As a former teacher, I’ve heard every excuse imaginable for why students were unable to produce the required homework assignment. From the cliché ‘the dog ate it’ to the very elaborate ‘the police raided my house last night and took my homework as evidence,’ I’ve heard it all.
In one Texas school, a classroom full of students were provided the best excuse for skipping homework for an entire school year — ‘my teacher doesn’t believe in homework.’ And, they were telling the truth.
Brandy Young is a second-grade teacher who has decided to do away with assigning students homework for the year. On the first day of school, she sent each one of her little darlings home with a note explaining to parents that homework would not be assigned:
The Great Debate
The topic of homework has been hotly debated for decades. Is it practical, useful and necessary, or is it an antiquated practice that wastes the time of parents and robs students of their childhood? Then there are questions over how much homework should be assigned and how often, to which types of students and how old should students be before they are required to complete homework.
Brandy Young, in her letter to parents, eluded to the fact that research has been unable to definitively prove that homework improves student performance and overall achievement. And she is right. For every study that shows student improvement is correlated to homework, there is a counterexample.
The National PTA and the NEA published a parent guide called Helping Your Child Get the Most Out of Homework.
It states, “Most educators agree that for children in grades K-2, homework is more effective when it does not exceed 10-20 minutes each day; older children, in grades 3-6, can handle 30-60 minutes a day; in junior and senior high, the amount of homework will vary by subject…”
Research and multiple analyses show that practice assignments do improve scores on class tests at all grade levels. And, small amounts of homework may help elementary school students build study habits. However, these two groups agree that these suggestions are merely guidelines based on the evaluations of educators and that each student is an individual and has individual needs. This baseline does not–and should not–be sweepingly applied to every single student with no consideration of ability and developmental levels and learning style.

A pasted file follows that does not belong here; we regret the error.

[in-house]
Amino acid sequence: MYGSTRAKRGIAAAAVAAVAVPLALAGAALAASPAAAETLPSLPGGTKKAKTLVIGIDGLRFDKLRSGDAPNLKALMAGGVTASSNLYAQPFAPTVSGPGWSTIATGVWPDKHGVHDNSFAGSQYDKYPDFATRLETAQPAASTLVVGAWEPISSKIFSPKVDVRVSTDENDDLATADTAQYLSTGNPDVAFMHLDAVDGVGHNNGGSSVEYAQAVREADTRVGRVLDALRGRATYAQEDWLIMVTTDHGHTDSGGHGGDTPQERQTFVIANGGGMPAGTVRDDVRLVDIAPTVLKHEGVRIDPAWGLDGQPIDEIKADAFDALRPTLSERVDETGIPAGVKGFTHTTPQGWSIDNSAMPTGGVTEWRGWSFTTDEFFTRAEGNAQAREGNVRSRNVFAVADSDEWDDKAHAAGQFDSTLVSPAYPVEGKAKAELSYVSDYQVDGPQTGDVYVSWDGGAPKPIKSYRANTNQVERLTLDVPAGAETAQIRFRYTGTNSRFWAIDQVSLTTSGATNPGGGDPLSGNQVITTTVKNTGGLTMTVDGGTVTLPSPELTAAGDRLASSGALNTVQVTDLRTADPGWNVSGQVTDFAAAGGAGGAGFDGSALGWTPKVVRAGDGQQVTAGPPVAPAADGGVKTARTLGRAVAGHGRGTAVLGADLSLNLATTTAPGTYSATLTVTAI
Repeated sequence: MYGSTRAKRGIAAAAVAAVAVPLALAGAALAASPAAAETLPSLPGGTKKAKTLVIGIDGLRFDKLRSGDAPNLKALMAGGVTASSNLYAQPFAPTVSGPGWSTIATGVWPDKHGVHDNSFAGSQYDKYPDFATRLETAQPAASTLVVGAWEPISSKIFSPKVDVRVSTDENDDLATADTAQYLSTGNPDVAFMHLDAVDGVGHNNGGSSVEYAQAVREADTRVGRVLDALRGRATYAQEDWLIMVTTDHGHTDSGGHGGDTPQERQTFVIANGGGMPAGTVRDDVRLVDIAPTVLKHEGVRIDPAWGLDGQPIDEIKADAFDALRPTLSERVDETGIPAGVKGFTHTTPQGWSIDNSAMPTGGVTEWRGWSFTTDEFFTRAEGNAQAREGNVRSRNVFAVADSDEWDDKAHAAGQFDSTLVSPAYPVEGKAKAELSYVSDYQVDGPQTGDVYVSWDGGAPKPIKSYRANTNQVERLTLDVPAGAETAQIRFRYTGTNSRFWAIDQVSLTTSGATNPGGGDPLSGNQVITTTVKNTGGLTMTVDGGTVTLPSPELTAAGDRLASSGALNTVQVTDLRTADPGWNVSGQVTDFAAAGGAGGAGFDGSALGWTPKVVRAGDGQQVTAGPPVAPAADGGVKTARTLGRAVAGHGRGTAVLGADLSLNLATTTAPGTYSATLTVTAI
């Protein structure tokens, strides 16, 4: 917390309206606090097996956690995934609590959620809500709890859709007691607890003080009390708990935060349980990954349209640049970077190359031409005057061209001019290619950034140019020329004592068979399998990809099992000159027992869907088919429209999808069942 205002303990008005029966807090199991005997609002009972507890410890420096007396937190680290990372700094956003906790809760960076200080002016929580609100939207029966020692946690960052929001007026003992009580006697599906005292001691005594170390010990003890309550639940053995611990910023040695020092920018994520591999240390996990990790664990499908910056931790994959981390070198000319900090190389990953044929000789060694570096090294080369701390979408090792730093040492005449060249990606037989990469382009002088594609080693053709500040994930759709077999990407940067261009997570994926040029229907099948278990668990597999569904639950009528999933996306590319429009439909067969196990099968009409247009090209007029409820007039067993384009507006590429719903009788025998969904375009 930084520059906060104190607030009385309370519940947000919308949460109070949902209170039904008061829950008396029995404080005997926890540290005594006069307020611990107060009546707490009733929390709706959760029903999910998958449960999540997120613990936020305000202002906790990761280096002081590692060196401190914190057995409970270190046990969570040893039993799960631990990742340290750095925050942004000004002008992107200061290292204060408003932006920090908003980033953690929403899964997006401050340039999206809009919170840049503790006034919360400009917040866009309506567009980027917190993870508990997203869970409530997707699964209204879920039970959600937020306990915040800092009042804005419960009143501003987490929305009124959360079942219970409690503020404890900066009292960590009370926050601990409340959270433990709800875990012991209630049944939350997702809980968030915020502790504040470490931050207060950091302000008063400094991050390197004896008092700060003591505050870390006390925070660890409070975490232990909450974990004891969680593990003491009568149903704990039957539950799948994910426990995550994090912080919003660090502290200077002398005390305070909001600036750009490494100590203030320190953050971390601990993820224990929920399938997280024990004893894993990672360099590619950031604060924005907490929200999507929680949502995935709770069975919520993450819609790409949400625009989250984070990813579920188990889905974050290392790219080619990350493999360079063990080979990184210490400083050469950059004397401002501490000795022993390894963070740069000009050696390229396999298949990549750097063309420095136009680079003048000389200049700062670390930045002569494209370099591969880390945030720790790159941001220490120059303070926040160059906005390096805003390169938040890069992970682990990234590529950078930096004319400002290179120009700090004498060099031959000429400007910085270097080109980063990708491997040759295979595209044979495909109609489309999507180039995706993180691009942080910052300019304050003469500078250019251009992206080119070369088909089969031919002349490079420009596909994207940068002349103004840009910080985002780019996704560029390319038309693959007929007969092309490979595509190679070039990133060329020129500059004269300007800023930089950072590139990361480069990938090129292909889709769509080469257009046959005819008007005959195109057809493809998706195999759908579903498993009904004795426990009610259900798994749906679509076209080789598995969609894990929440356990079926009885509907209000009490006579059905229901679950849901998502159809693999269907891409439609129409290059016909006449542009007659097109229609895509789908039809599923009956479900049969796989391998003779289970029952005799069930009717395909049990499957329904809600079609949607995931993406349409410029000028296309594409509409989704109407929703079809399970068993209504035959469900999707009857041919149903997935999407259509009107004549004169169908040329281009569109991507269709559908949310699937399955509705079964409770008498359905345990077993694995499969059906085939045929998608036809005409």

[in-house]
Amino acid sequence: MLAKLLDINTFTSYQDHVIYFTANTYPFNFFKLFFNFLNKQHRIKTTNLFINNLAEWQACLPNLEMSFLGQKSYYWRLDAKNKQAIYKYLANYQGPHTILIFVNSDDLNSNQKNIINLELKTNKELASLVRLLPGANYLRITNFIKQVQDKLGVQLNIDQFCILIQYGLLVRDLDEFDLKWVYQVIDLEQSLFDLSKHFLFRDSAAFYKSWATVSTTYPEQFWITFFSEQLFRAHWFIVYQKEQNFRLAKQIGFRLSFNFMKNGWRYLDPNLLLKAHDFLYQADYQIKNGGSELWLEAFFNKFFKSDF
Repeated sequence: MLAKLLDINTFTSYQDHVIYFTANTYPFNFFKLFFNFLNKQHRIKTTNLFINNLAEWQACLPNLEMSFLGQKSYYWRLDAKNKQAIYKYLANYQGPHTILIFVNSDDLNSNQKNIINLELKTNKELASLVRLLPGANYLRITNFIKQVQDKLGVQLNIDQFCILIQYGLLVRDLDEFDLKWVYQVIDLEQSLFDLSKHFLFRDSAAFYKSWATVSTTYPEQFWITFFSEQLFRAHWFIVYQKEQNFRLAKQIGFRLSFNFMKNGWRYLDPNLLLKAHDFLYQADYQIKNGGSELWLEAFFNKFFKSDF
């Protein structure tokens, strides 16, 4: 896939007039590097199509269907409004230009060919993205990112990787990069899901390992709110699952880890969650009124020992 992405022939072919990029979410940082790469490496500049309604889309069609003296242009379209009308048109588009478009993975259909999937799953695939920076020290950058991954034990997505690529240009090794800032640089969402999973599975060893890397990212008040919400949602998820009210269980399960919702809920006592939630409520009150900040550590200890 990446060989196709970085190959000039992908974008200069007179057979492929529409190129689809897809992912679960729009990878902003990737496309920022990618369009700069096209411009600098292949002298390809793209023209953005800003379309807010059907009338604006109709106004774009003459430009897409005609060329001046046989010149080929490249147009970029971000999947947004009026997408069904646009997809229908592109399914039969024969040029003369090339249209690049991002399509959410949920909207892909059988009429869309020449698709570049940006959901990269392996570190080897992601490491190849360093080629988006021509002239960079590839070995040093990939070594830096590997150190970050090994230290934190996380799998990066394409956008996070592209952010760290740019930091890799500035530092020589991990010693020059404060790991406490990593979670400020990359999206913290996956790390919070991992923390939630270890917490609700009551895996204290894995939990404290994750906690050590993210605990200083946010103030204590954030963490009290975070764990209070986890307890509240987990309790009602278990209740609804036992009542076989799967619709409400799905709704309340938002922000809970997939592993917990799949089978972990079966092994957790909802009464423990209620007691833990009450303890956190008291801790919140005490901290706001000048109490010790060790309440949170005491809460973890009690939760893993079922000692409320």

Even where a positive correlation is established, it is not clear whether homework helps students retain information for long periods of time. Experts opposing the idea of homework argue that the negative effects of homework can outweigh the positives. They believe it can lead to boredom with schoolwork; it can deny students access to leisure activities that also help teach important life skills. And all too often, parents can become too involved in their children’s homework — pressuring them and confusing them by using different instructional techniques than the teacher.
Surprisingly positive response from parents
Brandy Young has taken a bold step and shifted the paradigm when it comes to her second-grade class. And her efforts have been applauded by parents. Some took to Facebook and expressed their sentiments:
In the end, whether you are a fan or homework or not, you must applaud this young teacher. She has won the respect and most importantly, the support of her parents. Educating children is a team effort, and while the teacher is the captain of the team, the parents and students are vital participants. If the whole team does not buy into the belief system, whatever techniques are employed will become void and ineffective. Ms. Young’s decision to cut the small amount of homework she would have assigned from the lives of her students is already paying big dividends.